The German Ideology was written fairly early in Karl Marx’s career (1846). It was never published in Marx’s lifetime but served, as he later observed, to distinguish Engels and himself from the dominant idealist philosophy of his time.
Marx wrote The German Ideology because he believed that the idealists were wrong. The idealists were contemporaries of his such as the Young Hegelians and “true” or “German” socialists. For the Young Hegelians, history can be understood in terms of the journey of consciousness towards self-realisation. Consequently, they thought that the task of philosophy was to awaken and heighten people’s consciousness. However, Marx rejected this idea. He pointed out that if you do not have enough to eat then before you can consciously share in the dynamic of the universe you have to liberate from the soil enough food to live on. The “German socialists” believed in a poetic often romantic view of living, which avoided any discussion of the “vulgar” masses. They believed that the answer to poverty lay in reaching a spiritual plane in which the need to eat simply was not an issue. In The German Ideology, Marx reveals their misconception, namely, that questions concerning human development and happiness are resolvable by raising consciousness whatever the particular material circumstances. But, of course, historically, and up to Marx’s own era, material circumstances made it impossible for people to forget subsistence living, in order to contemplate the so-called higher pursuits of the German or true socialists.
Marx pointed out that it is the prevailing mode of production, as humans attempt to satisfy human need, that determines consciousness. He believed that humanity as a whole had the potential to develop, and he therefore rejected the mode of production, capitalism, which was contemporary to him. Under capitalism, the proletariat do not know that their situation is avoidable; they do not know how the system works and how the institution of private property makes all that they do as workers alien to them. Their “species being”, which is their capacity for loving, social production, is alienated from them because it becomes, as abstract labour, the private property of others. Therefore, The German Ideology advocates that private property be eradicated so that people can, “regain control of exchange, production and the mode of their relationships” (Marx, 1965, p.170) In the part of The German Ideology on Feuerbach, Marx clarifies how we are to approach definitions of social reality by a consideration of material circumstances. Marx shows that heightened consciousness is not the answer to hunger. In the example he uses to illustrate this, the environment of a fish is a river or expanse of water, but the pollution of this expanse will kill the fish. Here the fish has reacted in the most extreme of ways, by dying. So too with humans: they develop, continue, or die in response to their environment. Just as the fish is killed or forced to develop against its nature, the social reality of Marx’s era revealed that there was something wrong and unnecessary about the way most people lived. He asks how we are to organise life so that people may live according to their species-being?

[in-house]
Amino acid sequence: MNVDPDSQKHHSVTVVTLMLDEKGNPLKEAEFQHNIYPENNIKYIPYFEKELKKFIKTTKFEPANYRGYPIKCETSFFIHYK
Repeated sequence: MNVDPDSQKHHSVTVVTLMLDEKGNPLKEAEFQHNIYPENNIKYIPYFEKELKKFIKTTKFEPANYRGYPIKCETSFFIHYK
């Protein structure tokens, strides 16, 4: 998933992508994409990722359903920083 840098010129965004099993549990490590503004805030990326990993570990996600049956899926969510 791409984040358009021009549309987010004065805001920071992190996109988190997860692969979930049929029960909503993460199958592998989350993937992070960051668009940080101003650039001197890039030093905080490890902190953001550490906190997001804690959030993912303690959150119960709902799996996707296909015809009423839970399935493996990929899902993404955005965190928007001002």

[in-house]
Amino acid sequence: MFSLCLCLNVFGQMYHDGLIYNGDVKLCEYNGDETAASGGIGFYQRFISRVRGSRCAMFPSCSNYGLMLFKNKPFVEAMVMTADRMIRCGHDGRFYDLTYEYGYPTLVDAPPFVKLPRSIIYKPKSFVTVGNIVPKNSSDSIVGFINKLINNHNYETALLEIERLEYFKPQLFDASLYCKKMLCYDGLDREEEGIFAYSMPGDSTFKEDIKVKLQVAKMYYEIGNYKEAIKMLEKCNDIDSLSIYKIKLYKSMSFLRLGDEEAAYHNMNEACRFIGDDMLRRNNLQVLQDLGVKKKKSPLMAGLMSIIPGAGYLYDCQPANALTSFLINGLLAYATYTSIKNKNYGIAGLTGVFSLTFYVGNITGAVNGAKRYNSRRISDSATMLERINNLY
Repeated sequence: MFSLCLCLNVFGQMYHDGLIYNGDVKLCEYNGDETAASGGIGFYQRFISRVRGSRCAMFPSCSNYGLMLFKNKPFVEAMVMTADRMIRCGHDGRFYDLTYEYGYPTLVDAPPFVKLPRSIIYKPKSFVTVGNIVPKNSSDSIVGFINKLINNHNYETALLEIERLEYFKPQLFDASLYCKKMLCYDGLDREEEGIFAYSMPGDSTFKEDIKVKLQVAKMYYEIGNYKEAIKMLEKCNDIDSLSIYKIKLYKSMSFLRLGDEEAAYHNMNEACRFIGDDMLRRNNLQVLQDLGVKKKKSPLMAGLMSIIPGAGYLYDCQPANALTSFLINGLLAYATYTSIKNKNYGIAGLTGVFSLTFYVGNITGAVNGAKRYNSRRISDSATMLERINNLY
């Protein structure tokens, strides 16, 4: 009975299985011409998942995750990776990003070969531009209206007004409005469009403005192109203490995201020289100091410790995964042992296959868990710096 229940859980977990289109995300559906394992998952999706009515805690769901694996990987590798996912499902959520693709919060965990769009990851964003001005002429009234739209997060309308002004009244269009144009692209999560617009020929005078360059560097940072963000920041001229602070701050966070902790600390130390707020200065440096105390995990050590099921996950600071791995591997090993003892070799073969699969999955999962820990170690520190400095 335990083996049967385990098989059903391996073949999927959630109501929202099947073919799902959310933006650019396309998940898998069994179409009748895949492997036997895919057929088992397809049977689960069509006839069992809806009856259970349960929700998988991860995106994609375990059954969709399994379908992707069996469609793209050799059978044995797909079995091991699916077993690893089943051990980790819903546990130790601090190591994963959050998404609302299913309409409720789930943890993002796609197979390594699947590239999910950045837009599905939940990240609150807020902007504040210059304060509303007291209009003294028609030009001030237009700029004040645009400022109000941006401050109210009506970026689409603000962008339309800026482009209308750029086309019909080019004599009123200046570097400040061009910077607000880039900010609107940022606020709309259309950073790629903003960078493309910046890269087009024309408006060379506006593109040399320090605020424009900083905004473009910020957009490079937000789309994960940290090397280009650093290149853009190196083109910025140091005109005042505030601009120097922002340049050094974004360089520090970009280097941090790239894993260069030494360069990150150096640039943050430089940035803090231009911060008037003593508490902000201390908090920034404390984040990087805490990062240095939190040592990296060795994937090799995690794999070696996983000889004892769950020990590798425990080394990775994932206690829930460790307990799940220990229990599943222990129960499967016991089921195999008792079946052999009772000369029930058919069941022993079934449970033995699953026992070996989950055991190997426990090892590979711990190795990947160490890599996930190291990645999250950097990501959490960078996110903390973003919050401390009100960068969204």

His answer is that there is something wrong with the present state of things and that we should do something to realise something better; to make real what is our Good. Our Good is living according to our species-being and it is the ethic of communism that captures this value, by promoting social relationships based on loving production for others. It is a natural, hence scientific, fact that we have an essence and in turn this essence tells us something about how we should live. A tree for example will develop best when given water and sunlight, because it is the tree’s essence to develop in these circumstances. It is not a big step (though a fiercely contested one) from here to say that the tree ought to develop according to its essence. Indeed, like Socrates’ insistence that in the light of understanding we cannot help doing the right thing, Marx’s solution is also compelling. If humans are social and are capable of using the resources of the planet in such a way as to promote loving production for others then this ought to be done. Thus, for Marx, philosophy is action (or “praxis”) and not merely, as Hegel would have it, part of the journey of consciousness towards self-realisation. He demands that freedom should be established in society, and that individuals should be enabled to live their lives according to their “species-being”.